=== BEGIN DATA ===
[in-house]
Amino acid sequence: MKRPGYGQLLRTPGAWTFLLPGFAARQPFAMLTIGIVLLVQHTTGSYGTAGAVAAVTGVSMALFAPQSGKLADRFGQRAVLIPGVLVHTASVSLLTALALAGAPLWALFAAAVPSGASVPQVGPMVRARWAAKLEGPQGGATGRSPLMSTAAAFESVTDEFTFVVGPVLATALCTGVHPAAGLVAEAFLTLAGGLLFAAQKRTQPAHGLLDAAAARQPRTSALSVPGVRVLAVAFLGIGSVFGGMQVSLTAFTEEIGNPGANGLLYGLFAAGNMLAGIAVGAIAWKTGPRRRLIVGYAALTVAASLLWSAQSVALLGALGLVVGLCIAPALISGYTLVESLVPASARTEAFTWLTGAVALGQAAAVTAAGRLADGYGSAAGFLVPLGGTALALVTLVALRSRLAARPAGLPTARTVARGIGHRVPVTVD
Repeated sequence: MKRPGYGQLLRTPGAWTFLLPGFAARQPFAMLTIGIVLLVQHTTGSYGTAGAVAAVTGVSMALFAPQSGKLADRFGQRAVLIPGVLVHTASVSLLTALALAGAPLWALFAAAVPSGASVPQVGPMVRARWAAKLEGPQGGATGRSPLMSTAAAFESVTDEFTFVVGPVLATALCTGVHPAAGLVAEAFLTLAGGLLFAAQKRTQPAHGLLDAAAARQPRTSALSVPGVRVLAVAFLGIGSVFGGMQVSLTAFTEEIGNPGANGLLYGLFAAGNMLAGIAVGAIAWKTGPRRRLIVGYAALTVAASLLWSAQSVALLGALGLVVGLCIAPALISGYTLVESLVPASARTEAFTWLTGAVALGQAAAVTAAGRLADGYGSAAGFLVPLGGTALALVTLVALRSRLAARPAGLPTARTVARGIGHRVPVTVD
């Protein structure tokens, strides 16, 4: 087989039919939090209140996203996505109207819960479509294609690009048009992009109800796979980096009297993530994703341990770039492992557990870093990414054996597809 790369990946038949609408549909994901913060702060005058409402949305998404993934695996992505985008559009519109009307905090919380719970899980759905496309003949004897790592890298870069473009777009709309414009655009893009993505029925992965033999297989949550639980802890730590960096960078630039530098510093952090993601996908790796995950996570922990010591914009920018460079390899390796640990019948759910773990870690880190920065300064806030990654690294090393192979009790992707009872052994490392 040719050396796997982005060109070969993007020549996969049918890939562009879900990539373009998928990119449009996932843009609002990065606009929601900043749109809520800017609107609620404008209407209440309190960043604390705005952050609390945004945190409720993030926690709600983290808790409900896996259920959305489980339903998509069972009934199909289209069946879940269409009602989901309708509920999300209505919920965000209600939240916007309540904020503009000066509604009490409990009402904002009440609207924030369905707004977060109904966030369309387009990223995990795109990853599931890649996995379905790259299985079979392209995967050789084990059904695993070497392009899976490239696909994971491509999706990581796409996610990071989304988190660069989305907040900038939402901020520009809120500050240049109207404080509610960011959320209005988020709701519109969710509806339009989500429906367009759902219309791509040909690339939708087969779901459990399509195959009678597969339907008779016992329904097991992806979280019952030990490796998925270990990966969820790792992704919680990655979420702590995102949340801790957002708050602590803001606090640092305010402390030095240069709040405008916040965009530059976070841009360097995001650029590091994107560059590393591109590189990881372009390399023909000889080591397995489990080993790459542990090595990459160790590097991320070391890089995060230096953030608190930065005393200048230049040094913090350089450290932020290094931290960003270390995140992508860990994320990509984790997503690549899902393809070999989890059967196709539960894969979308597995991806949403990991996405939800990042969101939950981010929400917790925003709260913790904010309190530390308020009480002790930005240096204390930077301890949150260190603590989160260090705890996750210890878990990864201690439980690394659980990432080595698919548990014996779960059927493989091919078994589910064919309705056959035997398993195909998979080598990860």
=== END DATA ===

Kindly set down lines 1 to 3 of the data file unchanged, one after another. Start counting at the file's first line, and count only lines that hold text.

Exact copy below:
[in-house]
Amino acid sequence: MKRPGYGQLLRTPGAWTFLLPGFAARQPFAMLTIGIVLLVQHTTGSYGTAGAVAAVTGVSMALFAPQSGKLADRFGQRAVLIPGVLVHTASVSLLTALALAGAPLWALFAAAVPSGASVPQVGPMVRARWAAKLEGPQGGATGRSPLMSTAAAFESVTDEFTFVVGPVLATALCTGVHPAAGLVAEAFLTLAGGLLFAAQKRTQPAHGLLDAAAARQPRTSALSVPGVRVLAVAFLGIGSVFGGMQVSLTAFTEEIGNPGANGLLYGLFAAGNMLAGIAVGAIAWKTGPRRRLIVGYAALTVAASLLWSAQSVALLGALGLVVGLCIAPALISGYTLVESLVPASARTEAFTWLTGAVALGQAAAVTAAGRLADGYGSAAGFLVPLGGTALALVTLVALRSRLAARPAGLPTARTVARGIGHRVPVTVD
Repeated sequence: MKRPGYGQLLRTPGAWTFLLPGFAARQPFAMLTIGIVLLVQHTTGSYGTAGAVAAVTGVSMALFAPQSGKLADRFGQRAVLIPGVLVHTASVSLLTALALAGAPLWALFAAAVPSGASVPQVGPMVRARWAAKLEGPQGGATGRSPLMSTAAAFESVTDEFTFVVGPVLATALCTGVHPAAGLVAEAFLTLAGGLLFAAQKRTQPAHGLLDAAAARQPRTSALSVPGVRVLAVAFLGIGSVFGGMQVSLTAFTEEIGNPGANGLLYGLFAAGNMLAGIAVGAIAWKTGPRRRLIVGYAALTVAASLLWSAQSVALLGALGLVVGLCIAPALISGYTLVESLVPASARTEAFTWLTGAVALGQAAAVTAAGRLADGYGSAAGFLVPLGGTALALVTLVALRSRLAARPAGLPTARTVARGIGHRVPVTVD